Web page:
Unfortunately safe and accessible play places are often lacking in under-resourced communities. Play Streets (temporary closure of streets) are an understudied intervention that provide safe places for children to be physically active, especially in places that lack access to safe parks and playgrounds. This project involves working with World Sports Chicago, who have been implementing Play Streets in various Chicago neighborhoods since 2012, with funding from the Chicago Department of Public Health. This project will examine city-level organizational level factors that support the implementation of Chicago Play Streets; examine existing qualitative and quantitative data from 2012-2017 provided to World Sports Chicago by their Play Streets neighborhood-level implementation partners; and select 4-6 World Sports Chicago implementation partners and examine key organizational characteristics that support successful implementation and sustainability.
This project explores perceptions of walkability and barriers to active transportation in Tuscon, Arizona's Mexican American neighborhoods with specific aims of understanding 1) how policies and design strategies can be effectively implemented to increase rates of walking, perceptions of safety and comfort, and community support; 2) whether standard measures of walkability are appropriate in the socio-economic context of our study neighborhoods; and 3) the effectiveness of strategies for engaging disenfranchised communities in walkability related planning and policy interventions.
This project aims to implement a group medical visit to promote physical activity, delivered by primary care and community partners in a federally qualified health center in Rochester, NY. We plan to assess the effectiveness of the intervention on increasing frequency and duration of physical activity among underserved adults as well as improving cardio-respiratory fitness and biometric measurements. Additionally, we are looking at the role of policy determinants on mediating the intervention’s effectiveness and outcomes at the institutional, local and national levels.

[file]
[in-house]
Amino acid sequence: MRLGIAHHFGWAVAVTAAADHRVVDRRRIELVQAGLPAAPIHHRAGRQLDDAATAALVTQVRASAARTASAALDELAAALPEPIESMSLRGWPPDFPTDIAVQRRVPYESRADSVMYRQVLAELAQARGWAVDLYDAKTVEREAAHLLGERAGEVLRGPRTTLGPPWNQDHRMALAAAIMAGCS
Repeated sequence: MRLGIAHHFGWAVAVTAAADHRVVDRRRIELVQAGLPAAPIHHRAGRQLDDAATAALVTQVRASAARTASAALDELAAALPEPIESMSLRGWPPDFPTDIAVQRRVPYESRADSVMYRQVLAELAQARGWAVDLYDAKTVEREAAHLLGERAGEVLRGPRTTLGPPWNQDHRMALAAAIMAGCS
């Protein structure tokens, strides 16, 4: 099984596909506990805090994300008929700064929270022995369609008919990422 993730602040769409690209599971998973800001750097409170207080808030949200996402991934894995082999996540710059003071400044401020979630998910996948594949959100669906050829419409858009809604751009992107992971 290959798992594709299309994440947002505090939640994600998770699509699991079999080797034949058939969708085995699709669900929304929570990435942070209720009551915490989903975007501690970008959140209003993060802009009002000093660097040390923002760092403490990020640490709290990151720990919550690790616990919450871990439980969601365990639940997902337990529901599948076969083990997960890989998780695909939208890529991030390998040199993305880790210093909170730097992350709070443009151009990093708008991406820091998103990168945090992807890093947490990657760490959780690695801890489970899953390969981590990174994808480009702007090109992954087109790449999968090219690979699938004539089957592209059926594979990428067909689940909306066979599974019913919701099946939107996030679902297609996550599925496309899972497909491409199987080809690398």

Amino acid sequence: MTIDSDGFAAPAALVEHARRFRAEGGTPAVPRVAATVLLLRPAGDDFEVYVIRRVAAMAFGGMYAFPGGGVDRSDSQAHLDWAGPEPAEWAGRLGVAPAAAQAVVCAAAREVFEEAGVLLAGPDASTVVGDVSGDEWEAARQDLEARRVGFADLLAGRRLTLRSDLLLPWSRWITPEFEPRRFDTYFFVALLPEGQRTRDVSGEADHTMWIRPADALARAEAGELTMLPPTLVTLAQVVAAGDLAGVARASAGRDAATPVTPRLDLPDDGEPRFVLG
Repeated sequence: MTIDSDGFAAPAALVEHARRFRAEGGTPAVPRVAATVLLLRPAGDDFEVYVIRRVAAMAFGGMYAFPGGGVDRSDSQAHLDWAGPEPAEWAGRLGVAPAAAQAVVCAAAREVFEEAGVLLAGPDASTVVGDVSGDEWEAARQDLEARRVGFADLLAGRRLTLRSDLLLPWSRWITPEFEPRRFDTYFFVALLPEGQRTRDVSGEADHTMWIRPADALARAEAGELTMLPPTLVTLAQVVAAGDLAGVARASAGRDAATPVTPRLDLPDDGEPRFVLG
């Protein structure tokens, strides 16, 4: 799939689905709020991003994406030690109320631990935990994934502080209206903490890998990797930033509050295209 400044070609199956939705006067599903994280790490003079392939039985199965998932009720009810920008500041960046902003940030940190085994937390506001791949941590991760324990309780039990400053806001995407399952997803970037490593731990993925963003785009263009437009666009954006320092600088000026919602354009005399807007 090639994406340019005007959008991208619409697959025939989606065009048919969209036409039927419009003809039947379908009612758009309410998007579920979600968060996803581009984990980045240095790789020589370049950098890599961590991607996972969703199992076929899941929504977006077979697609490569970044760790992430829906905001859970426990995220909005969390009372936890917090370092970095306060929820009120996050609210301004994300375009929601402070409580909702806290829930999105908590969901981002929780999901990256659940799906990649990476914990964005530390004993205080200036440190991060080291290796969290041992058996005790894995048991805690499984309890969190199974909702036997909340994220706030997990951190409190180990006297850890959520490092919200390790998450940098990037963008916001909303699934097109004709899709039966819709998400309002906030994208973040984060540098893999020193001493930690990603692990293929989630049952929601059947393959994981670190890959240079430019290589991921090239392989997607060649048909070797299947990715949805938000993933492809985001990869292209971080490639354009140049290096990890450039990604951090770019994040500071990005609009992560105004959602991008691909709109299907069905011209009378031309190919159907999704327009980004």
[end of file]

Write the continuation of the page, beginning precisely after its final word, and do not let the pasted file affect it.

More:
The project utilized an Expert Panel process to define capabilities for local health officials in local built environment policy process, specifically transportation and land use. An online survey then assessed experience of local health officials from across the U.S. in these areas, as well as training and technical assistance needs, to inform a future PAPRN+ study to develop and pilot test approaches aimed at improving physical activity/walking-related policy participation. The team is doing wide dissemination of the capabilities and planning for intervention.
This project is examining the role that progressive-oriented zoning, land use, and Smart Growth policies may have in facilitating community walkability and adult walking behaviors. The project will involve an in-depth evaluation of the walkability-orientation of zoning, land use and SmartGrowth policies in 10 large and 10 small, southern jurisdictions in the U.S. and constructing corresponding measures of community walkability using GIS and Google Earth/Street View aerial photos to determine the level of policy implementation.